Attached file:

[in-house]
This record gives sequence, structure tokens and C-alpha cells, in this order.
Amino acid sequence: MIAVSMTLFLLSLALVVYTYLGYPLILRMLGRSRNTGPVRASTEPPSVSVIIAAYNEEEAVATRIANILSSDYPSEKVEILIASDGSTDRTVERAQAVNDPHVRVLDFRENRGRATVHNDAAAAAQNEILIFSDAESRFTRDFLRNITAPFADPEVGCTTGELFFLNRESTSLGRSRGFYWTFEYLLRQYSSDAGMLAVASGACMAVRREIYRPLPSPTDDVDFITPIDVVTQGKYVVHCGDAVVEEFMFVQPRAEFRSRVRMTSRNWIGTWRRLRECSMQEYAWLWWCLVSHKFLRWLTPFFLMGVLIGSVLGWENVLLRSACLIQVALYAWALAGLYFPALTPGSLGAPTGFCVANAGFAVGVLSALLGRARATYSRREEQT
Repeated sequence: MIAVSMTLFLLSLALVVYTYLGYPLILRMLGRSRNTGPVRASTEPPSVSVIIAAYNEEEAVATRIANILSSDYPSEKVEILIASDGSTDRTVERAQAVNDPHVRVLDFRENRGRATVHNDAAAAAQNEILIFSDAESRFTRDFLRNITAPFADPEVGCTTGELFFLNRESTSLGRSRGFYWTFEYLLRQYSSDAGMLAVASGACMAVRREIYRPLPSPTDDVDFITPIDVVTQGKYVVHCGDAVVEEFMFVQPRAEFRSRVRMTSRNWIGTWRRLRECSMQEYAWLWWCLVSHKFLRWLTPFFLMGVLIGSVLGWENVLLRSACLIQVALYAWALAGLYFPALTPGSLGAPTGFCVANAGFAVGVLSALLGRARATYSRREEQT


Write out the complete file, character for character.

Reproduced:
[in-house]
This record gives sequence, structure tokens and C-alpha cells, in this order.
Amino acid sequence: MIAVSMTLFLLSLALVVYTYLGYPLILRMLGRSRNTGPVRASTEPPSVSVIIAAYNEEEAVATRIANILSSDYPSEKVEILIASDGSTDRTVERAQAVNDPHVRVLDFRENRGRATVHNDAAAAAQNEILIFSDAESRFTRDFLRNITAPFADPEVGCTTGELFFLNRESTSLGRSRGFYWTFEYLLRQYSSDAGMLAVASGACMAVRREIYRPLPSPTDDVDFITPIDVVTQGKYVVHCGDAVVEEFMFVQPRAEFRSRVRMTSRNWIGTWRRLRECSMQEYAWLWWCLVSHKFLRWLTPFFLMGVLIGSVLGWENVLLRSACLIQVALYAWALAGLYFPALTPGSLGAPTGFCVANAGFAVGVLSALLGRARATYSRREEQT
Repeated sequence: MIAVSMTLFLLSLALVVYTYLGYPLILRMLGRSRNTGPVRASTEPPSVSVIIAAYNEEEAVATRIANILSSDYPSEKVEILIASDGSTDRTVERAQAVNDPHVRVLDFRENRGRATVHNDAAAAAQNEILIFSDAESRFTRDFLRNITAPFADPEVGCTTGELFFLNRESTSLGRSRGFYWTFEYLLRQYSSDAGMLAVASGACMAVRREIYRPLPSPTDDVDFITPIDVVTQGKYVVHCGDAVVEEFMFVQPRAEFRSRVRMTSRNWIGTWRRLRECSMQEYAWLWWCLVSHKFLRWLTPFFLMGVLIGSVLGWENVLLRSACLIQVALYAWALAGLYFPALTPGSLGAPTGFCVANAGFAVGVLSALLGRARATYSRREEQT